However, even before you started djing or promoting you've been working as a journalist as the chief editor of 'Higher Frequency' magazine. How did electronic music(or dance music) become involved into your life this much?
I'm not a producer at all, but I know electronic music has changed my life definitely. And what hasn't changed since I started listening electronic music as a teenager, is that this kind of music is always exciting and always makes me feel fresh. I used to dig and listen to alternative rock and indie rock a lot when I was a teenager, but I gradually started to feel that there was no big difference between any of the new albums coming out, so I really got into electronic music from then. And when I started to feel that electronic music is creeping up on indie rock increasingly year after year, I began to think that electronic music might be the undifferentiated frontier of all present music including pop, rock, and rap. That point of view hasn't changed even now. My current motivation of life (or of all general activities) is the expectation that something new will start to happen from electronic music.
We also heard the news that you performed in many different countries in Asia(Bangkok, Hanoi, Taipei, Seoul, etc.). What is the core of your motivation that makes you keep going on in all these activities?
No matter which city I’m playing, it's totally different from playing in Tokyo (the atmosphere of the floor and dancers, the sound, my mind), so it's always a lot of fun. The best gig for me was at Safe Room, Bangkok in November and at B1, Taipei in August. Of course, it's not only about my gigs, it's also very interesting to see local DJs, and to communicate with DJs, promoters, customers to learn more about each scenes. There are many things that I don't know until I visit the city, so my current motivation is to get some new experience. In 2020, I’m going to start an exchange program between Asia cities and Tokyo. so I would be happy if I could know more about various wonderful parts of Asian dance music scenes, and increase our possibilities.
Could you explain about the mix set? Who would you like to recommend this mix to listen to?
This is a live recording at Contact Tokyo from last year July. I think the first half was strange and difficult to grasp the beat, but in the second half, it became intense techno but hypnotic. I find this mix has a pretty aggressive configuration so I hope the listeners look up this mix set whenever they want to uplift their feelings.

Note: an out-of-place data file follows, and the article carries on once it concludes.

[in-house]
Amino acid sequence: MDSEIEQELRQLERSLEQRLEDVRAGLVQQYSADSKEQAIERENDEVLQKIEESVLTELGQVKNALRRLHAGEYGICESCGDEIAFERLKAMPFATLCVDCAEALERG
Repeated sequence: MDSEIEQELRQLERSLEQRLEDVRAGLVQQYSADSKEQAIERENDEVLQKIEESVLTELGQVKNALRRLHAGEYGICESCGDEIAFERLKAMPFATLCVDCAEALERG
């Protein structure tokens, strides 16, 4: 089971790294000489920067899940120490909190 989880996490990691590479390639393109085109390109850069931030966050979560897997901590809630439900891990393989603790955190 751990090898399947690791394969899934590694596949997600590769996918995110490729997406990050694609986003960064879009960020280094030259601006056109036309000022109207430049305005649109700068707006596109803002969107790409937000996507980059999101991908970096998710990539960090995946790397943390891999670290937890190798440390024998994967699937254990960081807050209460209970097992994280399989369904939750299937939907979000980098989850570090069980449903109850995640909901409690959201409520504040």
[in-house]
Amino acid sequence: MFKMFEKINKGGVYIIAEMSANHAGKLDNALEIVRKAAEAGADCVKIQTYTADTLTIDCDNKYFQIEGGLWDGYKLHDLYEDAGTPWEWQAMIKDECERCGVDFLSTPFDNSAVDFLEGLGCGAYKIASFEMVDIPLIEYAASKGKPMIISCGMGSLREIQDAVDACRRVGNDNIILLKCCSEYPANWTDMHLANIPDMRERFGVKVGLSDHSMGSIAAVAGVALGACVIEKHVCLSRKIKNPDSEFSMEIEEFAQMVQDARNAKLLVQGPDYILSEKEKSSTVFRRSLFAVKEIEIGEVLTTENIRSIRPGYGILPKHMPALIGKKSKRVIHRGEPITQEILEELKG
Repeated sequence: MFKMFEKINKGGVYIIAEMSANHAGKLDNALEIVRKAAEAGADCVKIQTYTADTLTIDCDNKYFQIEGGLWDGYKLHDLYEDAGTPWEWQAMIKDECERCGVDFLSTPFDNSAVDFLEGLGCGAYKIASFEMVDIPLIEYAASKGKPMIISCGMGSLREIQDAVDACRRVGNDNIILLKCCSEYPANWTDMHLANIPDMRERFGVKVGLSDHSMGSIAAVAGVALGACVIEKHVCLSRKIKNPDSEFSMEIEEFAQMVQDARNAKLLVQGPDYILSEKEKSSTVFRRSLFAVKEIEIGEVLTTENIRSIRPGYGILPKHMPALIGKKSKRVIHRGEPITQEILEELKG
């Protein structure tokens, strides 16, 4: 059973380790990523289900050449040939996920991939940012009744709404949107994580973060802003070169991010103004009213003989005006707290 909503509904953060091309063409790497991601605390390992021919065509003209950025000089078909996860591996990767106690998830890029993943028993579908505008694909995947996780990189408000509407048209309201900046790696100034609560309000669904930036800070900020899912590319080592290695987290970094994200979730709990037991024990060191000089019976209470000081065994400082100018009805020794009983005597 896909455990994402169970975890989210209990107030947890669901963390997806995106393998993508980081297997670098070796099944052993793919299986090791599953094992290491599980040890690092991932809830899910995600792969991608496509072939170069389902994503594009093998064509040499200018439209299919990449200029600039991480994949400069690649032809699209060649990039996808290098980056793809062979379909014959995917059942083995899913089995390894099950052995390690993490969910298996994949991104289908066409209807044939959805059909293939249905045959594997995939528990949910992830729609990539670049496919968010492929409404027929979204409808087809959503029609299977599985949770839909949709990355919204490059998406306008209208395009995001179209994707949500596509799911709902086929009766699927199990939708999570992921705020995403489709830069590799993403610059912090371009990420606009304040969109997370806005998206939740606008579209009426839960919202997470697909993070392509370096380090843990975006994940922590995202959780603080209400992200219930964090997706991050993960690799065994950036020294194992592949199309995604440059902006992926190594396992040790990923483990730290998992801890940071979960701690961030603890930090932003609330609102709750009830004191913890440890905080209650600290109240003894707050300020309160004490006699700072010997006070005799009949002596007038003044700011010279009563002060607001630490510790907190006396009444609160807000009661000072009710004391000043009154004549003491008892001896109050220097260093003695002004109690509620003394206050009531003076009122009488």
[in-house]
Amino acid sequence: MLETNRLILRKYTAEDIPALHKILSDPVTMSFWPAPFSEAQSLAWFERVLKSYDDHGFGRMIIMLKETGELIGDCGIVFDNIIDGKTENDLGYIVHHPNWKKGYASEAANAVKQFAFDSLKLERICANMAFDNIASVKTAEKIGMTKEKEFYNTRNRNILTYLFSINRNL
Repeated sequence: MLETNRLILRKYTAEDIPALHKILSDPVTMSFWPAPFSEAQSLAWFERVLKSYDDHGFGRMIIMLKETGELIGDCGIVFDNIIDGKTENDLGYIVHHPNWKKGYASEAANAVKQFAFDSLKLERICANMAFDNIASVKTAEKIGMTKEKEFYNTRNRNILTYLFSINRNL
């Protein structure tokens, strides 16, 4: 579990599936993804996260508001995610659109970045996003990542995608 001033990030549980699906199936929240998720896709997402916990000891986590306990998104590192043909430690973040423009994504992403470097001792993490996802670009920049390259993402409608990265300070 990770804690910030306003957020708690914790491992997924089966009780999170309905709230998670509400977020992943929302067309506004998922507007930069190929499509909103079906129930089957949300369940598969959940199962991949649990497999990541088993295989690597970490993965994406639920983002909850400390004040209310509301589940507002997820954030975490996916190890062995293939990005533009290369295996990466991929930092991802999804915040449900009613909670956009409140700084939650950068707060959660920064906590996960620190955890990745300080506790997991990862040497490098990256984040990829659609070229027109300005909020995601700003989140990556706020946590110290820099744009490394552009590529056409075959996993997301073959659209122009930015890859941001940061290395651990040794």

Translation by Closet Yi
Parrish Smith - L'Importance De Doute
Sleep D - Shark Tempo
Struction - Seel
Locked Groove - Eden feat. Stella (Prequel Tapes Remix)
Rhyw - Biggest Bully
Szare - Sink Hole
Call Super - The Mess
Kr!z - Salvation
Oliver Rosemann - Intermediate World
Yogg - Close Enough
Schiari - A Far Vision
Nobusawa - Raspberry
Peter Van Hoesen - Second Hologram Rose
Objekt - Runaway
PTU - Over
Selections courtesy of local selector and producer, Seiryun.
Co-Owner of Clique Records and running both Daehan Electronics and Braindance Records. Whilst usually going across genres, this mix is rather straight forward with some dubbed out minimal techno to more colourful cuts. Tracks that make you wanna stay out late.
(aka Nitrous Oxide Systems) Founding members: Frankie $, KAZUHO, Kenchan, k_yam. N.O.S. burst onto the Tokyo house scene in March 2018 on a turbocharged trajectory to somewhere new. N.O.S. comprises 4 members: producer/DJs: Frankie $, KAZUHO and K_yam and visual director Kenchan. Although based in Tokyo, N.O.S. outlook is borderless, looking to tie together various strands of future music throughout and beyond Japan. N.O.S. is not just tracks and a clothing line; N.O.S. is also a platform and a party that will continue to hold the torch for the true underground ravier side of the house scene that emerged around 2013 across Europe, America, and Australia. So far N.O.S. has brought Denis Sulta, Randomer, DJ Seinfeld, Baltra, Shall Not Fade Crew, D. Tiffany, Asquith, Fede Lng, Deejay Astral, DJ Bowlcut, Miley Serious and Seoul Community Radio Crew to Japan and its members have been supporting a variety of other events and international artists across Tokyo's dancefloors.